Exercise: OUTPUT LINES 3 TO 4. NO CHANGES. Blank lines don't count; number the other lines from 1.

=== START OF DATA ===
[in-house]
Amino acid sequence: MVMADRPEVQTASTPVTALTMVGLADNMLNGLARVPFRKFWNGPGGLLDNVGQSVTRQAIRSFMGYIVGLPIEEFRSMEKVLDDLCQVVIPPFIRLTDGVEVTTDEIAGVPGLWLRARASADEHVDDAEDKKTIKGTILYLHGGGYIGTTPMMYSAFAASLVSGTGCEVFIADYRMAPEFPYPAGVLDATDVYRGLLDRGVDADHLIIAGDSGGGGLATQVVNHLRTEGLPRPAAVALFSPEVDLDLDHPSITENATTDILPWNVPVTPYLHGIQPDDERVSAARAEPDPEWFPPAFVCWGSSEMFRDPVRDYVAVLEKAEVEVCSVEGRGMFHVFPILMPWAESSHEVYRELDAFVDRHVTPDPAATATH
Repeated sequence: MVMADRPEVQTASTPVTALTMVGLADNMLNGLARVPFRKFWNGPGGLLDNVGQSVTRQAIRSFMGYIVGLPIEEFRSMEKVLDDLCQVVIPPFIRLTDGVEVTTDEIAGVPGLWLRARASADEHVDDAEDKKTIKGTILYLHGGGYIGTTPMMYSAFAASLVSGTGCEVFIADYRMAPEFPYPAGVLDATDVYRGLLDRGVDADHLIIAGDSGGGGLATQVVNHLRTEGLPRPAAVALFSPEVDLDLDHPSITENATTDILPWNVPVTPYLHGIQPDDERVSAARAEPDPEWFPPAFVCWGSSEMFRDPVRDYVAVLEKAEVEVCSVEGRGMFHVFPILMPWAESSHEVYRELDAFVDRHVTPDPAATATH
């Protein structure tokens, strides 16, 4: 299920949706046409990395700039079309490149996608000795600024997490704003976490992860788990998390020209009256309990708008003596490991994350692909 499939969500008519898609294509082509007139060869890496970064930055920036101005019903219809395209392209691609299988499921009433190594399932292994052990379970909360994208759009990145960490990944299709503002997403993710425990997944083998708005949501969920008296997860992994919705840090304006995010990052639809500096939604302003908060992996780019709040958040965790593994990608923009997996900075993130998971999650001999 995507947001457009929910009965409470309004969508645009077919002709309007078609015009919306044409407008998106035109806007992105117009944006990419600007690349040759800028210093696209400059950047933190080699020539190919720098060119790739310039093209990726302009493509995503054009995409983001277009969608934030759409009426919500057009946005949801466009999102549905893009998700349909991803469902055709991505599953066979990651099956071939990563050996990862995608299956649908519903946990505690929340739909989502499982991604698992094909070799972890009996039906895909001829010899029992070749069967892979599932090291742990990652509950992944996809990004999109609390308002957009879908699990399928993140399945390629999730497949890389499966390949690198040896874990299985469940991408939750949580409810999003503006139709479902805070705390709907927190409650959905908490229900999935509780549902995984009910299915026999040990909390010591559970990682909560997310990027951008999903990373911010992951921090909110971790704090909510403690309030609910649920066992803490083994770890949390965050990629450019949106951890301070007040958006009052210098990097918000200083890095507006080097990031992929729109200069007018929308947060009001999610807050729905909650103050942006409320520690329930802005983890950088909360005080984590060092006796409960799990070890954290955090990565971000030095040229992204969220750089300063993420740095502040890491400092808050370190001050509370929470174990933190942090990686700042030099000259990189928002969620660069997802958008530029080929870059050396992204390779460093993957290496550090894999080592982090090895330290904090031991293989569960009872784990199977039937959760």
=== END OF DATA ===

Repeated sequence: MVMADRPEVQTASTPVTALTMVGLADNMLNGLARVPFRKFWNGPGGLLDNVGQSVTRQAIRSFMGYIVGLPIEEFRSMEKVLDDLCQVVIPPFIRLTDGVEVTTDEIAGVPGLWLRARASADEHVDDAEDKKTIKGTILYLHGGGYIGTTPMMYSAFAASLVSGTGCEVFIADYRMAPEFPYPAGVLDATDVYRGLLDRGVDADHLIIAGDSGGGGLATQVVNHLRTEGLPRPAAVALFSPEVDLDLDHPSITENATTDILPWNVPVTPYLHGIQPDDERVSAARAEPDPEWFPPAFVCWGSSEMFRDPVRDYVAVLEKAEVEVCSVEGRGMFHVFPILMPWAESSHEVYRELDAFVDRHVTPDPAATATH
């Protein structure tokens, strides 16, 4: 299920949706046409990395700039079309490149996608000795600024997490704003976490992860788990998390020209009256309990708008003596490991994350692909 499939969500008519898609294509082509007139060869890496970064930055920036101005019903219809395209392209691609299988499921009433190594399932292994052990379970909360994208759009990145960490990944299709503002997403993710425990997944083998708005949501969920008296997860992994919705840090304006995010990052639809500096939604302003908060992996780019709040958040965790593994990608923009997996900075993130998971999650001999 995507947001457009929910009965409470309004969508645009077919002709309007078609015009919306044409407008998106035109806007992105117009944006990419600007690349040759800028210093696209400059950047933190080699020539190919720098060119790739310039093209990726302009493509995503054009995409983001277009969608934030759409009426919500057009946005949801466009999102549905893009998700349909991803469902055709991505599953066979990651099956071939990563050996990862995608299956649908519903946990505690929340739909989502499982991604698992094909070799972890009996039906895909001829010899029992070749069967892979599932090291742990990652509950992944996809990004999109609390308002957009879908699990399928993140399945390629999730497949890389499966390949690198040896874990299985469940991408939750949580409810999003503006139709479902805070705390709907927190409650959905908490229900999935509780549902995984009910299915026999040990909390010591559970990682909560997310990027951008999903990373911010992951921090909110971790704090909510403690309030609910649920066992803490083994770890949390965050990629450019949106951890301070007040958006009052210098990097918000200083890095507006080097990031992929729109200069007018929308947060009001999610807050729905909650103050942006409320520690329930802005983890950088909360005080984590060092006796409960799990070890954290955090990565971000030095040229992204969220750089300063993420740095502040890491400092808050370190001050509370929470174990933190942090990686700042030099000259990189928002969620660069997802958008530029080929870059050396992204390779460093993957290496550090894999080592982090090895330290904090031991293989569960009872784990199977039937959760």